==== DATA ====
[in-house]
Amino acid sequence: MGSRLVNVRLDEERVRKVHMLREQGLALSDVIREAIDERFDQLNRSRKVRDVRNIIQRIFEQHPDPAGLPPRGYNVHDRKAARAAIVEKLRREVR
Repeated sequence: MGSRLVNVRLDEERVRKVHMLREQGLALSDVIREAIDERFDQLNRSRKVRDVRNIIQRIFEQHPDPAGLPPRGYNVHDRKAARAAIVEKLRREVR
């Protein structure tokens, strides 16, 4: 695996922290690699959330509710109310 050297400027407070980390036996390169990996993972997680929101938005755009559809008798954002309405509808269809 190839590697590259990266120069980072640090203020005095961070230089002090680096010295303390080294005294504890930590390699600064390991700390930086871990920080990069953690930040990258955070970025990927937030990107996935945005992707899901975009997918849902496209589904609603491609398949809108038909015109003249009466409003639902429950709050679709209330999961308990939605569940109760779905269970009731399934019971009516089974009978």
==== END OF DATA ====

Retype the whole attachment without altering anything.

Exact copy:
[in-house]
Amino acid sequence: MGSRLVNVRLDEERVRKVHMLREQGLALSDVIREAIDERFDQLNRSRKVRDVRNIIQRIFEQHPDPAGLPPRGYNVHDRKAARAAIVEKLRREVR
Repeated sequence: MGSRLVNVRLDEERVRKVHMLREQGLALSDVIREAIDERFDQLNRSRKVRDVRNIIQRIFEQHPDPAGLPPRGYNVHDRKAARAAIVEKLRREVR
């Protein structure tokens, strides 16, 4: 695996922290690699959330509710109310 050297400027407070980390036996390169990996993972997680929101938005755009559809008798954002309405509808269809 190839590697590259990266120069980072640090203020005095961070230089002090680096010295303390080294005294504890930590390699600064390991700390930086871990920080990069953690930040990258955070970025990927937030990107996935945005992707899901975009997918849902496209589904609603491609398949809108038909015109003249009466409003639902429950709050679709209330999961308990939605569940109760779905269970009731399934019971009516089974009978």